The highly pathogenic avian influenza strain H5N1 was first detected in Europe in 2005, and has since been documented continent-wide in wild birds and poultry. However, the relative roles of each host group in transmission remain contentious. Using recently developed tools for analysis of ecological niches and geographic distributions of species, we compared ecological niche requirements for H5N1 between paired host groups (poultry versus wild birds, Anseriformes versus Falconiformes, swans versus non-swan Anseriformes). If environmental signals of different host groups are significantly different, the groups are likely to be involved in distinct transmission cycles. In contrast, models for which similarity cannot be rejected imply no unique ecological niches and no potential linkage of transmission cycles. In 24 similarity tests, we found significant similarity (13/24) or no significant differences (9/24). Although 2 of the 24 analyses showed significant differences, neither was unequivocal, so we conclude an overall signal of niche similarity among groups. We thus could not document distinct ecological niches for H5N1 occurrences in different host groups and conclude that the transmission cycles are broadly interwoven.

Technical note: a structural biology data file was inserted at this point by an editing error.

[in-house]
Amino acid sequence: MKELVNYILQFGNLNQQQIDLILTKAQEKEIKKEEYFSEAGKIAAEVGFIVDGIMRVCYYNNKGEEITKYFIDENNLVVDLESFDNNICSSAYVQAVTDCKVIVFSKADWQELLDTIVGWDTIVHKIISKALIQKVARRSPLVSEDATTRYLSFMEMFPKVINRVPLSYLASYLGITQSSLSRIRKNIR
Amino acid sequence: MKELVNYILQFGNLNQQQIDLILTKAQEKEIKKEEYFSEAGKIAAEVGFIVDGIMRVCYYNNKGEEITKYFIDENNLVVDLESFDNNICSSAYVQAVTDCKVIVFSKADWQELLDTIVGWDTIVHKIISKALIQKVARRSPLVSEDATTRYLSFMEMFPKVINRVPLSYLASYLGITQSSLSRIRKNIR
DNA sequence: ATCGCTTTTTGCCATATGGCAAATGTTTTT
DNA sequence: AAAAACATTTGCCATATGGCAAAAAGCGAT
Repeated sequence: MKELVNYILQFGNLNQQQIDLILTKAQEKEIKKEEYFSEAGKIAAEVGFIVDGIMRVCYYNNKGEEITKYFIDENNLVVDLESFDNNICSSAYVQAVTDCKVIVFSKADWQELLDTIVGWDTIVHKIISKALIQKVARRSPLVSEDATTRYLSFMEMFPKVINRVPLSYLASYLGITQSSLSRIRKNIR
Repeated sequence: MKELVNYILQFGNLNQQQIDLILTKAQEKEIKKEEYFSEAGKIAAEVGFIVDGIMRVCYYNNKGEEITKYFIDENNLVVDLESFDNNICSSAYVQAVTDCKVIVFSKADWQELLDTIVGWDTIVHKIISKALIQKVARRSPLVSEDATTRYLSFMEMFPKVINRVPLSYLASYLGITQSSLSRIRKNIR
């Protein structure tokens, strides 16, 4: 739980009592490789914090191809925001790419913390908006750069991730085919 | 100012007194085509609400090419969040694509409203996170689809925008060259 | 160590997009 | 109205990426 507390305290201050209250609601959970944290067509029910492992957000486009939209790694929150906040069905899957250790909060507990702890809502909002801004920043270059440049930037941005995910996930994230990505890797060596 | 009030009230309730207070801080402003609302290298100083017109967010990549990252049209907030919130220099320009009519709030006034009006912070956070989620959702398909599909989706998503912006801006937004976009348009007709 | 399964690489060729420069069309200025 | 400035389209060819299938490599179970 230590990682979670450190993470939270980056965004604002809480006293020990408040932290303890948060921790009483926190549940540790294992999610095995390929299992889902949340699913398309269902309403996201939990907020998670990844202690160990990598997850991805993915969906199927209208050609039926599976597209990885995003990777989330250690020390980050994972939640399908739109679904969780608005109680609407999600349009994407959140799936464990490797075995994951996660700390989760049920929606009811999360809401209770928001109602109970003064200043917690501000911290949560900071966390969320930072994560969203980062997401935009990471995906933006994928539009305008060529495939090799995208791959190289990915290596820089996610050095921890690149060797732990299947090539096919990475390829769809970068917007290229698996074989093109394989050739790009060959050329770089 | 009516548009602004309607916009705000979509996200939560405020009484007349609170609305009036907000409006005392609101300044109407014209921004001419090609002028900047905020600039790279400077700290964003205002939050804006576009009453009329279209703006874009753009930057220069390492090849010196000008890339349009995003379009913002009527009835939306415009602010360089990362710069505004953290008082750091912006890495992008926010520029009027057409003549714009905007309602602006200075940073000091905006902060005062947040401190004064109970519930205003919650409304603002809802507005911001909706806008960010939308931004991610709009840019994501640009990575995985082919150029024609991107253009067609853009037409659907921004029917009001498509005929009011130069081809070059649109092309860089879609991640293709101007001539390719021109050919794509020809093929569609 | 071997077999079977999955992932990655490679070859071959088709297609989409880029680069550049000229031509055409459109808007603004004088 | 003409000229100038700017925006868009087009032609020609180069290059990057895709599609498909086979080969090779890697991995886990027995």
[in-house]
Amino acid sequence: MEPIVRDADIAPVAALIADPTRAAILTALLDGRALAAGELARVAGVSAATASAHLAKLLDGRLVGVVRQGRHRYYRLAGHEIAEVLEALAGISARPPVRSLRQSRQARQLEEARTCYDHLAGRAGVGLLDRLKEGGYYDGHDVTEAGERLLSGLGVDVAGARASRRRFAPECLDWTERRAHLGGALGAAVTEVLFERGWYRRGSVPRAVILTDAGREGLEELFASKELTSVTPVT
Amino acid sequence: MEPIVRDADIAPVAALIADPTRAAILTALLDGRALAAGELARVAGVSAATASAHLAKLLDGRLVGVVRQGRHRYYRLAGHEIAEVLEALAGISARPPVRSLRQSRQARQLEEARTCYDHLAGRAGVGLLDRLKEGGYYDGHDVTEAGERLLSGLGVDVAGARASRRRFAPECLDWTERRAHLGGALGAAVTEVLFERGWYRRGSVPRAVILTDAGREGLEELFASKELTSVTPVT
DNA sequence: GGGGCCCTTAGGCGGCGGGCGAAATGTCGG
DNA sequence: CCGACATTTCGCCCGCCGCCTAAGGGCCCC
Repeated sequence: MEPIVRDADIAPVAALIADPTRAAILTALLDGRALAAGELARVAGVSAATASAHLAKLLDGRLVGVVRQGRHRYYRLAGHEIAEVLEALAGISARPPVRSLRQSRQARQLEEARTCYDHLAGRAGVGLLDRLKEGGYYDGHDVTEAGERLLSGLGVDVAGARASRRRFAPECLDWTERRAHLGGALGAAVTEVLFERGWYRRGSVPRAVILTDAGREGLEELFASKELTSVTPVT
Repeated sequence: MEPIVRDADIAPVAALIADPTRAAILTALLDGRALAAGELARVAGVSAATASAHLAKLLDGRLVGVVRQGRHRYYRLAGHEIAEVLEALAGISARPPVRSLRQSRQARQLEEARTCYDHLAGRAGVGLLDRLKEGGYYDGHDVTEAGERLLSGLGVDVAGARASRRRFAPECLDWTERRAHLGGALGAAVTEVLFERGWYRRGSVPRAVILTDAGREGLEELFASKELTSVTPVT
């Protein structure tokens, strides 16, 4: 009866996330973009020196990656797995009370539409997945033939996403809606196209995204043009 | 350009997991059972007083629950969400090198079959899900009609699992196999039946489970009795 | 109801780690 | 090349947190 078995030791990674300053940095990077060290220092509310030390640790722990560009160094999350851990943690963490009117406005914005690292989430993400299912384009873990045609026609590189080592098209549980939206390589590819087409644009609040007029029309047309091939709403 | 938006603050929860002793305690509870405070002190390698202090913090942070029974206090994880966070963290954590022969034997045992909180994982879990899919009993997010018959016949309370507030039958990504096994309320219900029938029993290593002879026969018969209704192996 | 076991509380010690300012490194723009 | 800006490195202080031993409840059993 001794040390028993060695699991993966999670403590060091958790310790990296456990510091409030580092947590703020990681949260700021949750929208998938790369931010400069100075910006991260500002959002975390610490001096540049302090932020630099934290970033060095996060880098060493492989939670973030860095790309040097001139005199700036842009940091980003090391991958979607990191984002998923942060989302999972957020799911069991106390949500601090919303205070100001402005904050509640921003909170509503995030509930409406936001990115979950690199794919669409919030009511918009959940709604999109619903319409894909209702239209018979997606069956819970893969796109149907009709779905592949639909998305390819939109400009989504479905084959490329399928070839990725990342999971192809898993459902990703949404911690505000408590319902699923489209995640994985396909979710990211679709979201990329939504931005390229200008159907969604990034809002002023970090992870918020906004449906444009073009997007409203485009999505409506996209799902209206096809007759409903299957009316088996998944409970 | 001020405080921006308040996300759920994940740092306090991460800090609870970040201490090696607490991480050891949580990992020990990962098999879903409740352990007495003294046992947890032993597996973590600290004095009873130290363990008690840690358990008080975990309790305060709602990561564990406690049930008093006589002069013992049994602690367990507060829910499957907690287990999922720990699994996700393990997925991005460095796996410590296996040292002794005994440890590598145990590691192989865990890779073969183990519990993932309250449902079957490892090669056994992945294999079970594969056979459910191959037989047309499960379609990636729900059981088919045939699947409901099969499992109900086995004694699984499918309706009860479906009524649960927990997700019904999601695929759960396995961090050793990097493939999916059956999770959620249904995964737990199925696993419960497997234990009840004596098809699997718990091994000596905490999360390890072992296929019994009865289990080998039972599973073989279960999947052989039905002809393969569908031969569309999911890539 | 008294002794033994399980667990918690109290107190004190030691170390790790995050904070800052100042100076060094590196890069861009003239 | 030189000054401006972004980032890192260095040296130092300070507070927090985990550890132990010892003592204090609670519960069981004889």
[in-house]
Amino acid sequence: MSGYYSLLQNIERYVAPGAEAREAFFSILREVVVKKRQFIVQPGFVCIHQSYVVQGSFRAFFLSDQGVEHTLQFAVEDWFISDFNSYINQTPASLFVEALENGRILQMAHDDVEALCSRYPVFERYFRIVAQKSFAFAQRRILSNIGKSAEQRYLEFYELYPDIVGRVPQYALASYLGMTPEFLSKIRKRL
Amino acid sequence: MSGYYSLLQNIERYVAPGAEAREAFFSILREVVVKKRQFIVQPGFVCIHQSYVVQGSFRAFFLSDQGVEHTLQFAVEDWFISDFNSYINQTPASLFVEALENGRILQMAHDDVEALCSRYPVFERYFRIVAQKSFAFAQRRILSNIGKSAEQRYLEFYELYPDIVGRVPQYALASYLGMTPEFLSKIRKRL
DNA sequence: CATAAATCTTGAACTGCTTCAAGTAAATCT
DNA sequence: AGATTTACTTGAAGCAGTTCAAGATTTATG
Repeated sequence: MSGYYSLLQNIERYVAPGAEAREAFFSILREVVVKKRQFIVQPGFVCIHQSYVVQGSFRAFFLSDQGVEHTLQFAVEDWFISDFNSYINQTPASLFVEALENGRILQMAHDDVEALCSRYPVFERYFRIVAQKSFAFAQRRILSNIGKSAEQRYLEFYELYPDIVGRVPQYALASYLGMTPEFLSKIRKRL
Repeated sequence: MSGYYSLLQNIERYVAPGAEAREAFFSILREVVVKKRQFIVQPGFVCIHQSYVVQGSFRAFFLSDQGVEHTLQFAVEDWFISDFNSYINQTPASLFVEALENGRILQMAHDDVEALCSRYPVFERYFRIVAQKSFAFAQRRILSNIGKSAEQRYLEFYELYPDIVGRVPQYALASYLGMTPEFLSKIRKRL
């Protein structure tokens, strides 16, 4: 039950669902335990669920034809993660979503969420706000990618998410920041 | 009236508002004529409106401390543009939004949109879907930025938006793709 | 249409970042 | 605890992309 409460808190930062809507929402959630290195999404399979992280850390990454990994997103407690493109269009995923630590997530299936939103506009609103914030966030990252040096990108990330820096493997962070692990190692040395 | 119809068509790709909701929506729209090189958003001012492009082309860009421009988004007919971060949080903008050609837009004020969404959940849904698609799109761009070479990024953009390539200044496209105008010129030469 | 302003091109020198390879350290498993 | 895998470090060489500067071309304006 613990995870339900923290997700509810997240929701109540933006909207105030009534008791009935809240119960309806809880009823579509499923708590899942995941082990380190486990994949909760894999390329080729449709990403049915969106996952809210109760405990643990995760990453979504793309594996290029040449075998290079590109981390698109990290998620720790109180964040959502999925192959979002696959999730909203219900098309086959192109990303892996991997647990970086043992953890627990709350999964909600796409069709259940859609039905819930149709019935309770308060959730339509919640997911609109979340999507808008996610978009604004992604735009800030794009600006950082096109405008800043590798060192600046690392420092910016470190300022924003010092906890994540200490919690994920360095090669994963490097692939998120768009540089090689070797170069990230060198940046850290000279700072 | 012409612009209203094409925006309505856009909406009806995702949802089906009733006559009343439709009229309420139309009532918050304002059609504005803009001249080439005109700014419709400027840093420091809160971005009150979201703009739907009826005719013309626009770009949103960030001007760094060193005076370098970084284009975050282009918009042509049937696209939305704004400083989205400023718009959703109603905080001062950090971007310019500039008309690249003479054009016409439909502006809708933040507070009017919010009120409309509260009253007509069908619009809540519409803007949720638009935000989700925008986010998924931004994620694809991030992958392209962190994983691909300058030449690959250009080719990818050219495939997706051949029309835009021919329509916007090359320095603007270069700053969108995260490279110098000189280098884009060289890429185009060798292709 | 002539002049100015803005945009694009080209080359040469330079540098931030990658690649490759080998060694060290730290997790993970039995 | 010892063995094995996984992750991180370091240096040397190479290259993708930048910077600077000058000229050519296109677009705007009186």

Williams, Richard A. J., Xiang-Ming Xiao, and A. Townsend Peterson. "Continent-wide Association of H5N1 Outbreaks in Wild and Domestic Birds in Europe." Geospatial Health 5.2 (2011): 247.